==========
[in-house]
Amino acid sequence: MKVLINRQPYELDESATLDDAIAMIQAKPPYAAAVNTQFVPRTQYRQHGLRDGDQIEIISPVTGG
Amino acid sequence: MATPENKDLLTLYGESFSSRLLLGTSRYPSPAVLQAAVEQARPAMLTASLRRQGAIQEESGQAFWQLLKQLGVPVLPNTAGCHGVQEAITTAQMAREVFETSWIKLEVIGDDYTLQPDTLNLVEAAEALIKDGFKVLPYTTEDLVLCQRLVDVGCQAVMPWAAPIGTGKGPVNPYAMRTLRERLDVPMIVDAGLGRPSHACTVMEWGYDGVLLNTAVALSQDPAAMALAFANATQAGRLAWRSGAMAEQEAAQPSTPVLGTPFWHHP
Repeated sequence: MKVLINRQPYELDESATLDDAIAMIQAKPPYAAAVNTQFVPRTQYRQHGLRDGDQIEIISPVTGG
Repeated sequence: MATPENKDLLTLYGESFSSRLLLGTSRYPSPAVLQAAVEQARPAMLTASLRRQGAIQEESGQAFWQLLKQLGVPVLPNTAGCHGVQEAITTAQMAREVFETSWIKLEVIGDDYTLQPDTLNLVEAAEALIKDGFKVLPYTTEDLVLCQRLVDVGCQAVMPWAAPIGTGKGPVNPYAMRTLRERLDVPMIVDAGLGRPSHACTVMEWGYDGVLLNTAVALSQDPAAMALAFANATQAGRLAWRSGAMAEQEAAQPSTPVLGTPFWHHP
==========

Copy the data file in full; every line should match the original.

[in-house]
Amino acid sequence: MKVLINRQPYELDESATLDDAIAMIQAKPPYAAAVNTQFVPRTQYRQHGLRDGDQIEIISPVTGG
Amino acid sequence: MATPENKDLLTLYGESFSSRLLLGTSRYPSPAVLQAAVEQARPAMLTASLRRQGAIQEESGQAFWQLLKQLGVPVLPNTAGCHGVQEAITTAQMAREVFETSWIKLEVIGDDYTLQPDTLNLVEAAEALIKDGFKVLPYTTEDLVLCQRLVDVGCQAVMPWAAPIGTGKGPVNPYAMRTLRERLDVPMIVDAGLGRPSHACTVMEWGYDGVLLNTAVALSQDPAAMALAFANATQAGRLAWRSGAMAEQEAAQPSTPVLGTPFWHHP
Repeated sequence: MKVLINRQPYELDESATLDDAIAMIQAKPPYAAAVNTQFVPRTQYRQHGLRDGDQIEIISPVTGG
Repeated sequence: MATPENKDLLTLYGESFSSRLLLGTSRYPSPAVLQAAVEQARPAMLTASLRRQGAIQEESGQAFWQLLKQLGVPVLPNTAGCHGVQEAITTAQMAREVFETSWIKLEVIGDDYTLQPDTLNLVEAAEALIKDGFKVLPYTTEDLVLCQRLVDVGCQAVMPWAAPIGTGKGPVNPYAMRTLRERLDVPMIVDAGLGRPSHACTVMEWGYDGVLLNTAVALSQDPAAMALAFANATQAGRLAWRSGAMAEQEAAQPSTPVLGTPFWHHP